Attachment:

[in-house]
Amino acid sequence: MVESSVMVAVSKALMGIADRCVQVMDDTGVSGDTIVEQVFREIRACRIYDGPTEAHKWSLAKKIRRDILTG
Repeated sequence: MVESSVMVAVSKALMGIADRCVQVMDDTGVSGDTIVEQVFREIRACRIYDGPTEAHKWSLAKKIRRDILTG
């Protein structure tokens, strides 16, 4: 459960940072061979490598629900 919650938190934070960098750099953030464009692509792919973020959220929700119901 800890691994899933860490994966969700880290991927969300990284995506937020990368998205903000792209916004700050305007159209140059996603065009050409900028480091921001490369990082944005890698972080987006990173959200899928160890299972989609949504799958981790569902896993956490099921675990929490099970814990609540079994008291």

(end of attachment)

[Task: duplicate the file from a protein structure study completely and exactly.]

[in-house]
Amino acid sequence: MVESSVMVAVSKALMGIADRCVQVMDDTGVSGDTIVEQVFREIRACRIYDGPTEAHKWSLAKKIRRDILTG
Repeated sequence: MVESSVMVAVSKALMGIADRCVQVMDDTGVSGDTIVEQVFREIRACRIYDGPTEAHKWSLAKKIRRDILTG
């Protein structure tokens, strides 16, 4: 459960940072061979490598629900 919650938190934070960098750099953030464009692509792919973020959220929700119901 800890691994899933860490994966969700880290991927969300990284995506937020990368998205903000792209916004700050305007159209140059996603065009050409900028480091921001490369990082944005890698972080987006990173959200899928160890299972989609949504799958981790569902896993956490099921675990929490099970814990609540079994008291």